It seems like there is no end to the continual stream of changes in national and international family law, particularly developments in international divorce. In one such development, the Community of Property Act came into force on 1 January 2012.
Central Authority loses monopoly position
In addition, with this act the Central Authority lost its monopoly position in child abduction cases. The new child maintenance regulations and the new Child Protection Convention came into force for ‘new’ disputes a short while ago (Changes in international family law).
Granting of divorce on basis of Dutch law
The most significant change is the implementation of Book 10 Art 56 of the Dutch Civil Code. This article states that if a couple files for divorce in the Netherlands, the question of granting divorce depends on Dutch law. This is, unless the parties have agreed otherwise.
In the past, a so-called three-stage rocket was in force. The parties’ nationality and habitual residence were major factors in determining the applicable law. From now on, however, Dutch law will apply to divorce petitions. This is, even when the spouses hold different nationalities.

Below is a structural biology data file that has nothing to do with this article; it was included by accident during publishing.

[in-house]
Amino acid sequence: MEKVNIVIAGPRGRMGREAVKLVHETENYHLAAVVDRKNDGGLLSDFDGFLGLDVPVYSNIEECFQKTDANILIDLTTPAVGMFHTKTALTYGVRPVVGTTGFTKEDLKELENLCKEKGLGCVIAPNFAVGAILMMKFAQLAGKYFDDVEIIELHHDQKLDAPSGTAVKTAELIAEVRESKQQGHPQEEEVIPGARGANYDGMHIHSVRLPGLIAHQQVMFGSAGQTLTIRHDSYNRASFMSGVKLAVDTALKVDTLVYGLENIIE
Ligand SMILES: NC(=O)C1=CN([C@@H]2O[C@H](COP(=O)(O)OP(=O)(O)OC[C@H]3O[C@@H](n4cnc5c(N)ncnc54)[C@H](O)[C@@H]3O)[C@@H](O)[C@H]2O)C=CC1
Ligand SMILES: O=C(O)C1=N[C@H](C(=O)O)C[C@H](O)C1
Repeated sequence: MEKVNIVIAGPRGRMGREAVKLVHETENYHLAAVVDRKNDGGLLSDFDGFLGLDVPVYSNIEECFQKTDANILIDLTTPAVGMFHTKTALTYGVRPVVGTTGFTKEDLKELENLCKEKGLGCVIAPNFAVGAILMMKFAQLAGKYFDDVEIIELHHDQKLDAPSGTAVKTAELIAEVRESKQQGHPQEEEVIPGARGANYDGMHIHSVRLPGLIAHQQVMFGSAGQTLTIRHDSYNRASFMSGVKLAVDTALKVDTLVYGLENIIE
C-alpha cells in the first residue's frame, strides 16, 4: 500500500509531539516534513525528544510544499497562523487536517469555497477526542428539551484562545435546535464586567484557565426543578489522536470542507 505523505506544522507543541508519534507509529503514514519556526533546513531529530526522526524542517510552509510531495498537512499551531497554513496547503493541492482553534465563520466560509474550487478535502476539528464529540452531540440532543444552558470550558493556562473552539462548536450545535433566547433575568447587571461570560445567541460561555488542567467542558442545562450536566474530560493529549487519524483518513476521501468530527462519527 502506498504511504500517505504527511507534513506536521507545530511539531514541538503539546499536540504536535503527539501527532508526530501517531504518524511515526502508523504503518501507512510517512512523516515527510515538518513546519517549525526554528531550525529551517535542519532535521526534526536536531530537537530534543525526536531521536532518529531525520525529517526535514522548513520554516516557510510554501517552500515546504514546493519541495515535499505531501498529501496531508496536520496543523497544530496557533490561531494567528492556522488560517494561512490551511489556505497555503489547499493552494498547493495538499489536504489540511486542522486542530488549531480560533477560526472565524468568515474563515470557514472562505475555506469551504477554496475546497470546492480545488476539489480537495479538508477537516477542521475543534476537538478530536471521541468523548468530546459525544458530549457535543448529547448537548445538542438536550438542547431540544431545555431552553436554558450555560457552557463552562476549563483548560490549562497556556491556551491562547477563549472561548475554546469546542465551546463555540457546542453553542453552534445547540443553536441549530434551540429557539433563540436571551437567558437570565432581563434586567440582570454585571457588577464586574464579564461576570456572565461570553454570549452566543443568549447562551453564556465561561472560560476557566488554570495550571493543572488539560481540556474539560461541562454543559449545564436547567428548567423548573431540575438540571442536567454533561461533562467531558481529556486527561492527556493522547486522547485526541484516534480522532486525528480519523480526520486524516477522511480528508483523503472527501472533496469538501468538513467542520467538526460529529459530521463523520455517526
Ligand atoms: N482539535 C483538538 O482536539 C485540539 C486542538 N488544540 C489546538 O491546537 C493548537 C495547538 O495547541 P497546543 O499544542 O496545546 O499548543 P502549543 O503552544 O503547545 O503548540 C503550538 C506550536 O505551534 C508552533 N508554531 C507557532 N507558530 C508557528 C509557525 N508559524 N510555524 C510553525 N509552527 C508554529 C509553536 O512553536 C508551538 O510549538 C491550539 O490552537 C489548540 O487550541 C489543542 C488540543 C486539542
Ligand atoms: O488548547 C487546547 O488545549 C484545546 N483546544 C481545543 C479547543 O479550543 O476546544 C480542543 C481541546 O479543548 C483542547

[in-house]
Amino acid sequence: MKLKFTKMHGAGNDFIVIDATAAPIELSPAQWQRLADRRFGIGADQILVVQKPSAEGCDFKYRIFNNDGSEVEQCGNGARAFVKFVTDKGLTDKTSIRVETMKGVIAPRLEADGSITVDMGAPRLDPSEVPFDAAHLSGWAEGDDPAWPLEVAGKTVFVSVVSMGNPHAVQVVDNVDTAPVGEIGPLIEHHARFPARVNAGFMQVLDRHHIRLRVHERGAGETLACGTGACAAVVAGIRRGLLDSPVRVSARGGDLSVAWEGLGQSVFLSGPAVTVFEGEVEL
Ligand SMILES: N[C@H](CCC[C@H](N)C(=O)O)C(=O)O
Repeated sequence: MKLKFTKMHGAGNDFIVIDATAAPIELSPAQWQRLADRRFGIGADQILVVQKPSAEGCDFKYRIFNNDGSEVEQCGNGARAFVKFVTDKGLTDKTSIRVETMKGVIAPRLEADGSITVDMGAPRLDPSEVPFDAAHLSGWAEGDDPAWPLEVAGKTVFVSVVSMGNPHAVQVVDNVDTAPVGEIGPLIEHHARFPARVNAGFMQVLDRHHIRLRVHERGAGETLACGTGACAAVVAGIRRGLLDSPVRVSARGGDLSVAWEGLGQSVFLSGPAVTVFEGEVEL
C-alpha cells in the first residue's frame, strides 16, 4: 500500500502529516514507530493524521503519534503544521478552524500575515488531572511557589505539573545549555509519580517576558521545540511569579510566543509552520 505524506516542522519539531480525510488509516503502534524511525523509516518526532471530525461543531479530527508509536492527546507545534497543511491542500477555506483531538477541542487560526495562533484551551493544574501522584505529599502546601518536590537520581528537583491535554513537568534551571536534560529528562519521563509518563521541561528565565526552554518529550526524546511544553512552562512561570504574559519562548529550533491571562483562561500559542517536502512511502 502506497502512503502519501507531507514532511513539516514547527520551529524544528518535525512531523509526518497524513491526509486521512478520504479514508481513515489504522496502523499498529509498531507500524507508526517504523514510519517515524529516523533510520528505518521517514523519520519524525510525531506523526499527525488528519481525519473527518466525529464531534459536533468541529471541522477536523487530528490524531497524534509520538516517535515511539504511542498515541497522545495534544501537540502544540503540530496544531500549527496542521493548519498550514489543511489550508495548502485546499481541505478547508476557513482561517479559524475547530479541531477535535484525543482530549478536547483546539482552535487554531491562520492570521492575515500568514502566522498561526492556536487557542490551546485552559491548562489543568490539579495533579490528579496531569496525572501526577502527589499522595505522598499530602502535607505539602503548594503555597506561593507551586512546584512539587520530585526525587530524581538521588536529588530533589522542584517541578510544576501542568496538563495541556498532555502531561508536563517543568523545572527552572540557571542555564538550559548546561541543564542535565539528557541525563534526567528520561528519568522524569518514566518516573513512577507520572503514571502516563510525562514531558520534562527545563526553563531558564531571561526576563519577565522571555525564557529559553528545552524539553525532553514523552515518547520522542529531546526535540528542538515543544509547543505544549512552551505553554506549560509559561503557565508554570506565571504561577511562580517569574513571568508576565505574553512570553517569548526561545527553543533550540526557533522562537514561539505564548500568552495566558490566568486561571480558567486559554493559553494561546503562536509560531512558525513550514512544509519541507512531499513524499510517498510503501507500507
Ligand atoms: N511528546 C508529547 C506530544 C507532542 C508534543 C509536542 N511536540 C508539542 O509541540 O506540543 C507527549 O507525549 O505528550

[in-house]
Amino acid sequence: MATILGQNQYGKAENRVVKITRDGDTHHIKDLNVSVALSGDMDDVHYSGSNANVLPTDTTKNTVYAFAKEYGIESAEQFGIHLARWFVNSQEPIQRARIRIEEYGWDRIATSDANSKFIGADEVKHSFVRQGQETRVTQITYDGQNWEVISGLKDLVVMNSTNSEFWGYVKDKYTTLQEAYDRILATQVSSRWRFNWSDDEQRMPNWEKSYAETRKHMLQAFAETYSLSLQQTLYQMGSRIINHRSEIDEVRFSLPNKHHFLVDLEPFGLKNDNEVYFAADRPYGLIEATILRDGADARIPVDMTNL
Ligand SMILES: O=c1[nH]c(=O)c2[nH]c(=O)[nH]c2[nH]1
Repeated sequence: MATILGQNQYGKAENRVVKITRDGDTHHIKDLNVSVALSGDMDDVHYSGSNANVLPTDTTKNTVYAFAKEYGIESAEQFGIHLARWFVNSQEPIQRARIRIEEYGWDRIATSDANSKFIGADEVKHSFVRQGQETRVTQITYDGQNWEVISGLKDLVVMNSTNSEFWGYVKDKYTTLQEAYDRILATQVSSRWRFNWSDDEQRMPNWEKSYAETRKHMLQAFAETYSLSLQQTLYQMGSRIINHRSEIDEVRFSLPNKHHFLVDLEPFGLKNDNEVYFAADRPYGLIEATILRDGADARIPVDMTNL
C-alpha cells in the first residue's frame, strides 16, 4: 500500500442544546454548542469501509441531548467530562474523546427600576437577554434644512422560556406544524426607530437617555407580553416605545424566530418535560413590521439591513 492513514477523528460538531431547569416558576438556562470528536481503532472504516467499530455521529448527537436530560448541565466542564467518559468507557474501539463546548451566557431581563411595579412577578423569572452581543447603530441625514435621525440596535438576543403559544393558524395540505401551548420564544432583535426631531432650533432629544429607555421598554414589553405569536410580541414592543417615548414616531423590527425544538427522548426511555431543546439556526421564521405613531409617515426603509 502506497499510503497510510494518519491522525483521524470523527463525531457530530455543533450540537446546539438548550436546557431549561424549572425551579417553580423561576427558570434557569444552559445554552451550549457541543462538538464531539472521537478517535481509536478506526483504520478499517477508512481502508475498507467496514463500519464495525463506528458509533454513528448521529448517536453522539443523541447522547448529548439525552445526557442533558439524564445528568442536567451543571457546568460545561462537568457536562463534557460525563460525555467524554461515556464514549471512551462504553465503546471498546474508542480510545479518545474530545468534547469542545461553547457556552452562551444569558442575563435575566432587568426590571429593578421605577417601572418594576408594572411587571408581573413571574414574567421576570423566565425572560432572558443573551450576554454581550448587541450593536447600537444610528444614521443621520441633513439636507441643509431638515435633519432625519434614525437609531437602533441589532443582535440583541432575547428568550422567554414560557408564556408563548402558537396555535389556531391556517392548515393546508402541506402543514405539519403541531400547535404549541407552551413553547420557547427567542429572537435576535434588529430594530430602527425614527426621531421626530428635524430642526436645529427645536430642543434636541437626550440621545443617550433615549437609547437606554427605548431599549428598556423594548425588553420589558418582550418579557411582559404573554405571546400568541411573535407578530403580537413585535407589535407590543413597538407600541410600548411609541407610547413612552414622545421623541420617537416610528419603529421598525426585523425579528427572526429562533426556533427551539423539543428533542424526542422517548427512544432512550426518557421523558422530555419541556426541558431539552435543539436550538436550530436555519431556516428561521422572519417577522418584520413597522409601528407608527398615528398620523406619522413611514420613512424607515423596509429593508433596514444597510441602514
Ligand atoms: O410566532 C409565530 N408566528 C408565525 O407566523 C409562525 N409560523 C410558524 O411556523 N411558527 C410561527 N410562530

Other considerations to keep in mind
Apart from a few minor changes, the regulations on family law will basically remain the same. These regulations have been incorporated into one single legal code instead of forming a tangle of different minor laws.
However, the main consideration is that EU regulations and international treaties will continue to have priority over the Dutch Civil Code. If an issue is provided for in a regulation or treaty, Book 10 of the Civil Code will not apply.
Do you need advice on the current divorce laws in the Netherlands and what they mean to you? Please contact us – we’ll be glad to help.
Marjet Groenleer is an attorney-at-law and associate partner at GMW lawyers in The Hague. She has been active in family law for more than 15 years, focused on on (international) divorces. Marjet is a trained divorce mediator with the vFAS (Dutch Association of Family mediators and lawyers).
Marjet has a particular interest and a profound knowledge of the international aspects of family law. She is an expert in dealing with complex financial and multi-jurisdictional cases of an international family breakdown. Because of her experience and previous jobs, she is familiar with several foreign legal systems. A great number of her clients are expats. She understands the needs of expats working for the various international organisations and companies based in The Netherlands, specifically in the area of The Hague (lsuch as EPO, Estec, OPCW, NATO, the tribunals, ICC, Shell, etc.)
Marjet worked as a lecturer in International Civil Law for several years and at the Court of Appeals in The Hague in the family law sector. Today, she is a deputy judge in the Court of Appeals in Amsterdam. Marjet publishes regularly in professional journals and keeps you informed of the various complex aspects of (international) divorces with her weblogs.